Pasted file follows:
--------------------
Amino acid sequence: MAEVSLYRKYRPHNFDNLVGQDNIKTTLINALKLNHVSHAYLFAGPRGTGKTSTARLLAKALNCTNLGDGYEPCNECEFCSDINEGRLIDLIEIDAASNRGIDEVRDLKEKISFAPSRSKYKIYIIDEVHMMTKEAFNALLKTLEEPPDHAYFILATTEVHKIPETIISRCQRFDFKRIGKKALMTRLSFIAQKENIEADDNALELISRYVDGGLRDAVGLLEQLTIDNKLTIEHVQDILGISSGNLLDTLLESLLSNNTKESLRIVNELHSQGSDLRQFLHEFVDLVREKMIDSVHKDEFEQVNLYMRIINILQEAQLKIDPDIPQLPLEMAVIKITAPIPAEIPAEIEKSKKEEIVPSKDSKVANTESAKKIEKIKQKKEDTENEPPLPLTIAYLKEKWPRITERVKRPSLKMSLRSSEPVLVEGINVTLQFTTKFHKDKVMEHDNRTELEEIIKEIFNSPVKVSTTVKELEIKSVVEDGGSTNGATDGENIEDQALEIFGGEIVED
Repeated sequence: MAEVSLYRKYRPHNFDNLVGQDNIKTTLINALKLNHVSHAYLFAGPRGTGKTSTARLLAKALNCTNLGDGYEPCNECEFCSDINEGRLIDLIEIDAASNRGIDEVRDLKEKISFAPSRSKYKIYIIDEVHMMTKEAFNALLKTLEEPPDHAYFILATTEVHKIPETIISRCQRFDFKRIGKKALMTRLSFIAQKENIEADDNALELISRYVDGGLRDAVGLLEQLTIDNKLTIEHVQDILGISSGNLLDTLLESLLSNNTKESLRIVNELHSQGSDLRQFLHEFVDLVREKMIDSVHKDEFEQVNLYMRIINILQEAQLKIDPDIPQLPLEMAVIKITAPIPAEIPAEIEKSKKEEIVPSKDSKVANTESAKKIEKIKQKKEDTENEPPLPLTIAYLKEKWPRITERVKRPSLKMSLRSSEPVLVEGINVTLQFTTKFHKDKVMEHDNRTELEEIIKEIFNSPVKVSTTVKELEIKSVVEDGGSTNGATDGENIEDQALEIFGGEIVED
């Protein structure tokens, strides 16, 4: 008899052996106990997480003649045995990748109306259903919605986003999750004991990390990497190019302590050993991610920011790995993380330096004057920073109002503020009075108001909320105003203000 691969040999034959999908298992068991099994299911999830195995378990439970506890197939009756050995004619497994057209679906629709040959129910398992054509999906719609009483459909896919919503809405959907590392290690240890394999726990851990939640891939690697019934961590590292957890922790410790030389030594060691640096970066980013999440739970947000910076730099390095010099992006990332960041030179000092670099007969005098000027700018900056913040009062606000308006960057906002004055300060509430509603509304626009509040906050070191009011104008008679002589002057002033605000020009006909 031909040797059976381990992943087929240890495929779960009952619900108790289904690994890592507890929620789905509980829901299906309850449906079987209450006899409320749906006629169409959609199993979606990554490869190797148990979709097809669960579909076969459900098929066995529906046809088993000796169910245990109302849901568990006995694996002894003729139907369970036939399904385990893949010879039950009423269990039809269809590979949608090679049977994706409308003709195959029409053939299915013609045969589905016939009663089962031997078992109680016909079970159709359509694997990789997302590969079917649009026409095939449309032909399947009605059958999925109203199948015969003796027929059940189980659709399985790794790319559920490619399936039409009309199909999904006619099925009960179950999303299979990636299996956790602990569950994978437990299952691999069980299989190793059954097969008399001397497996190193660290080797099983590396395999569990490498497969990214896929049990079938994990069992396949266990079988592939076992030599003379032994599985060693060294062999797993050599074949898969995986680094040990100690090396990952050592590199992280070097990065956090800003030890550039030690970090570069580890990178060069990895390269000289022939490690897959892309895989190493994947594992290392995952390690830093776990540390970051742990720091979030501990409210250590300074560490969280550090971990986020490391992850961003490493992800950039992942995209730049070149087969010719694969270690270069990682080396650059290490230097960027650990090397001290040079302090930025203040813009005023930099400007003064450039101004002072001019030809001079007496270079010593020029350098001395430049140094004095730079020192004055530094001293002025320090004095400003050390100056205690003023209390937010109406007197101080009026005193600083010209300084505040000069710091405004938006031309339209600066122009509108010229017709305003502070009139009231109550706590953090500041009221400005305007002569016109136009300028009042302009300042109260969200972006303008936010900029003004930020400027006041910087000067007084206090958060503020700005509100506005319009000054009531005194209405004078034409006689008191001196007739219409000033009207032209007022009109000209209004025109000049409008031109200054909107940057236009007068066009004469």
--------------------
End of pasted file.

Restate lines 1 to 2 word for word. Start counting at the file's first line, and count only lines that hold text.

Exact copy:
Amino acid sequence: MAEVSLYRKYRPHNFDNLVGQDNIKTTLINALKLNHVSHAYLFAGPRGTGKTSTARLLAKALNCTNLGDGYEPCNECEFCSDINEGRLIDLIEIDAASNRGIDEVRDLKEKISFAPSRSKYKIYIIDEVHMMTKEAFNALLKTLEEPPDHAYFILATTEVHKIPETIISRCQRFDFKRIGKKALMTRLSFIAQKENIEADDNALELISRYVDGGLRDAVGLLEQLTIDNKLTIEHVQDILGISSGNLLDTLLESLLSNNTKESLRIVNELHSQGSDLRQFLHEFVDLVREKMIDSVHKDEFEQVNLYMRIINILQEAQLKIDPDIPQLPLEMAVIKITAPIPAEIPAEIEKSKKEEIVPSKDSKVANTESAKKIEKIKQKKEDTENEPPLPLTIAYLKEKWPRITERVKRPSLKMSLRSSEPVLVEGINVTLQFTTKFHKDKVMEHDNRTELEEIIKEIFNSPVKVSTTVKELEIKSVVEDGGSTNGATDGENIEDQALEIFGGEIVED
Repeated sequence: MAEVSLYRKYRPHNFDNLVGQDNIKTTLINALKLNHVSHAYLFAGPRGTGKTSTARLLAKALNCTNLGDGYEPCNECEFCSDINEGRLIDLIEIDAASNRGIDEVRDLKEKISFAPSRSKYKIYIIDEVHMMTKEAFNALLKTLEEPPDHAYFILATTEVHKIPETIISRCQRFDFKRIGKKALMTRLSFIAQKENIEADDNALELISRYVDGGLRDAVGLLEQLTIDNKLTIEHVQDILGISSGNLLDTLLESLLSNNTKESLRIVNELHSQGSDLRQFLHEFVDLVREKMIDSVHKDEFEQVNLYMRIINILQEAQLKIDPDIPQLPLEMAVIKITAPIPAEIPAEIEKSKKEEIVPSKDSKVANTESAKKIEKIKQKKEDTENEPPLPLTIAYLKEKWPRITERVKRPSLKMSLRSSEPVLVEGINVTLQFTTKFHKDKVMEHDNRTELEEIIKEIFNSPVKVSTTVKELEIKSVVEDGGSTNGATDGENIEDQALEIFGGEIVED